Spanish police broke up a tennis match-fixing ring that is "alleged to involve nearly 30 professional players, including one who played in the last US Open," according to Sam Jones of the London GUARDIAN. The Guardia Civil said on Thursday that 83 people were implicated in the racket, "among them 28 players in the ITF Futures and Challenger categories." According to the force, those responsible for the alleged fraud "were engaged in bribing professional players in order to profit from bets placed on fixed matches." The Guardia Civil said in a statement, "Fifteen people have been arrested, among them the heads of the organisation, and another 68 are under investigation. Of those 83, 28 are professional tennis players who have either been detained or investigated -- one of whom took part in the last US Open." The organization added that the operation "had been prompted by complaints" made by the Tennis Integrity Unit (GUARDIAN, 1/10). REUTERS' Phillips & Martin reported news of the arrests came a day after the TIU revealed that in '18, more tennis players were disciplined for violations of anti-corruption rules "than in any other year since the body’s creation." Twenty-one individuals broke anti-corruption rules, "with the majority sanctioned" for match-fixing or betting offenses, while eight lifetime bans were imposed, "most notably" to Italian former world No. 49 Daniele Bracciali for match-fixing and facilitating betting (REUTERS, 1/10).
MILLION-DOLLAR OPERATION: In London, Jack de Menezes reported Europol added that at least 97 ITF Futures and Challenger matches were fixed. The Guardia Civil's statement said, "Our officers have proved the group had been operating since February 2017 and estimate that they had earned millions of euros through the operation." The identities of the 28 professional players were not released. One professional player was accused of being the "go-between" for the gang and the rest of the criminal group, and members of an Armenian group "are alleged to have attended matches in order to ensure that bribed players carry through with the pre-determined results," before giving the go-ahead to place bets at both national and int'l levels. The statement added, "Once the bribe had been paid, the Armenians headed for the match venues to use their overwhelming muscle to make sure that the player kept their end of the deal" (INDEPENDENT, 1/10). The BBC reported Europol added that more than 50 electronic devices, credit cards, five luxury vehicles and documentation related to the case "were also seized." Forty-two bank accounts have also been frozen (BBC, 1/10).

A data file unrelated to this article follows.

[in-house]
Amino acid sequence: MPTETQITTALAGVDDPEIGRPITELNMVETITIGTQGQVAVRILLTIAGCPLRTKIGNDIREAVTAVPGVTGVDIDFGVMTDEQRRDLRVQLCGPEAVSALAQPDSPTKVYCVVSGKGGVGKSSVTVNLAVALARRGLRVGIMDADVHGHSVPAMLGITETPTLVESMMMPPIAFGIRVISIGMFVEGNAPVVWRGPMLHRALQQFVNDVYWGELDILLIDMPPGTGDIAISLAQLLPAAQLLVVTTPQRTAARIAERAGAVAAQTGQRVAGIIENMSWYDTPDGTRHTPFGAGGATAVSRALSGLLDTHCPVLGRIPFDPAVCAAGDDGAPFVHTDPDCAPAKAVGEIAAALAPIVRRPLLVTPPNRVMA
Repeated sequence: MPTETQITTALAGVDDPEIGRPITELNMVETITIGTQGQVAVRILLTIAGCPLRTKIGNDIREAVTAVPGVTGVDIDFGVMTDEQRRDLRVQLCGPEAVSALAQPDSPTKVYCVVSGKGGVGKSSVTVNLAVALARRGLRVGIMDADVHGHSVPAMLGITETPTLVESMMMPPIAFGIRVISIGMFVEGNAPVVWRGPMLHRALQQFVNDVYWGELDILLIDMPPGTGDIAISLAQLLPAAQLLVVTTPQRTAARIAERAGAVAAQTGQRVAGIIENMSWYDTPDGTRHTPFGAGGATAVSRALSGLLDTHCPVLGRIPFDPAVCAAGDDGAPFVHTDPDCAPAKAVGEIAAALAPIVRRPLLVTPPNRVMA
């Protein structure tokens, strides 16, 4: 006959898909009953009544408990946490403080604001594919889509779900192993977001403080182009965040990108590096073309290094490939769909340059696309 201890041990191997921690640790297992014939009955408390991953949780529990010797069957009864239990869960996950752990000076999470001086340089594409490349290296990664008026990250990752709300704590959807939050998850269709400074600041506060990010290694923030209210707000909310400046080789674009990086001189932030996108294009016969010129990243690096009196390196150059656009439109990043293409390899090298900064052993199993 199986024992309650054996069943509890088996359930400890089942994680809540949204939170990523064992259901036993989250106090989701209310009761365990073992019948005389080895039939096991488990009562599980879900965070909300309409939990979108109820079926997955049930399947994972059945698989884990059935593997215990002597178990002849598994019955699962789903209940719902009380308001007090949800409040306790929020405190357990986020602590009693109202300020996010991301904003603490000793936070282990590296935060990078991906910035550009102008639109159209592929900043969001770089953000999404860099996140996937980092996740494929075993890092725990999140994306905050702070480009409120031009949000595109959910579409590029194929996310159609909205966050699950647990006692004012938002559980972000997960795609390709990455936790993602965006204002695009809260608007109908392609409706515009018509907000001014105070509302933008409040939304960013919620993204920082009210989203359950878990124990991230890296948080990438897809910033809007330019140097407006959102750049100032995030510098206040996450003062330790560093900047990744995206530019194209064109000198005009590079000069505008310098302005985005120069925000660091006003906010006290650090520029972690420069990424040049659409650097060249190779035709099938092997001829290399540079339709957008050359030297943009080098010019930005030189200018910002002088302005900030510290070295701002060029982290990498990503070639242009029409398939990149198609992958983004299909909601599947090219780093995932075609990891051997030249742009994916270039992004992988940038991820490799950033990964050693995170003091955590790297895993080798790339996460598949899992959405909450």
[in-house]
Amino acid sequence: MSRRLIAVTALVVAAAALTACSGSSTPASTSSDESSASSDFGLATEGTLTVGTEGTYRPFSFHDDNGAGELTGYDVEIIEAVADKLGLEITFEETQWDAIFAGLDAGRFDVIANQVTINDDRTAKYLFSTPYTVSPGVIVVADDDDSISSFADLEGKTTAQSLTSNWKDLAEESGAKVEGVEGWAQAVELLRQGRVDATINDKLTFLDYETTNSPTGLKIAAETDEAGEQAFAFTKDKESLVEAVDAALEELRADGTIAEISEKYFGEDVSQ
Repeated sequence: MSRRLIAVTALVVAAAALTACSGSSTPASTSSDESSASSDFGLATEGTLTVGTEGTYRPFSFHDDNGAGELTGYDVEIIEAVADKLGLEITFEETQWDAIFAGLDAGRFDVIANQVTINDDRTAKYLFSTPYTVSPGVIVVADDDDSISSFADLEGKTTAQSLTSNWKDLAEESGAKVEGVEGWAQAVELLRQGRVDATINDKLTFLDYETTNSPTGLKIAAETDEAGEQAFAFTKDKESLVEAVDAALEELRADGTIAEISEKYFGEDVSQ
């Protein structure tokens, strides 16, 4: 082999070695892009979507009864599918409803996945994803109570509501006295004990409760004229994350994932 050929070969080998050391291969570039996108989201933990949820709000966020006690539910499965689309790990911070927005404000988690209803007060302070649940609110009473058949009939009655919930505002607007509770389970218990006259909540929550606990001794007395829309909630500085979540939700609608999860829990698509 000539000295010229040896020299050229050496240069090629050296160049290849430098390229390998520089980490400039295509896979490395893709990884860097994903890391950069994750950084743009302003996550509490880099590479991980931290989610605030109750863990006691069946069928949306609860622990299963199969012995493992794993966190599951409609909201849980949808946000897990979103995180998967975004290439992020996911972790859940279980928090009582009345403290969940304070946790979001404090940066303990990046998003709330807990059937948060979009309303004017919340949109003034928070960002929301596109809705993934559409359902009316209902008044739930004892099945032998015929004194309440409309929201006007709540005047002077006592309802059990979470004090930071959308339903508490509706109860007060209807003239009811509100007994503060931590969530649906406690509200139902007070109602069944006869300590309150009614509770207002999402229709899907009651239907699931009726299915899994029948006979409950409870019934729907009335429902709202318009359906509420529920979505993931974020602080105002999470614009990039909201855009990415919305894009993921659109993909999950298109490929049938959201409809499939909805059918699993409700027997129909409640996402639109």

RECURRING PROBLEM: In Washington, DC, Matt Bonesteel reported it is "the second time in a little more than two years that law-enforcement officials have cracked down" on match-fixing on the Iberian peninsula. In Dec. '16, Spanish law enforcement officials detained 34 people, including six tennis players ranked between Nos. 800 and 1,200 in the world, "alleging they were involved in a match-fixing network in Spain and Portugal." The players allegedly received about $1,000 per match for losing specific points or games in 17 Futures and Challenger tournaments in Spain. Therein "lies one of the reasons match-fixing is so prevalent at these lower-tier events:" The prize money involved is "often paltry, giving players an incentive to throw matches at tournaments in far-flung locales that few people are watching." According to an ITF study cited by the New York Times last year, 6,000 of the 14,000 players who entered ITF Futures tournaments around the globe in '13 did not earn "one cent of prize money." Only 336 men and 253 women out of the 14,000 "broke even, when factoring in costs for travel and lodging." ITF Senior Exec Dir of Professional Tennis Kris Dent said, "That’s quite astonishing for a sport that has almost $300 million in prize money" (WASHINGTON POST, 1/10).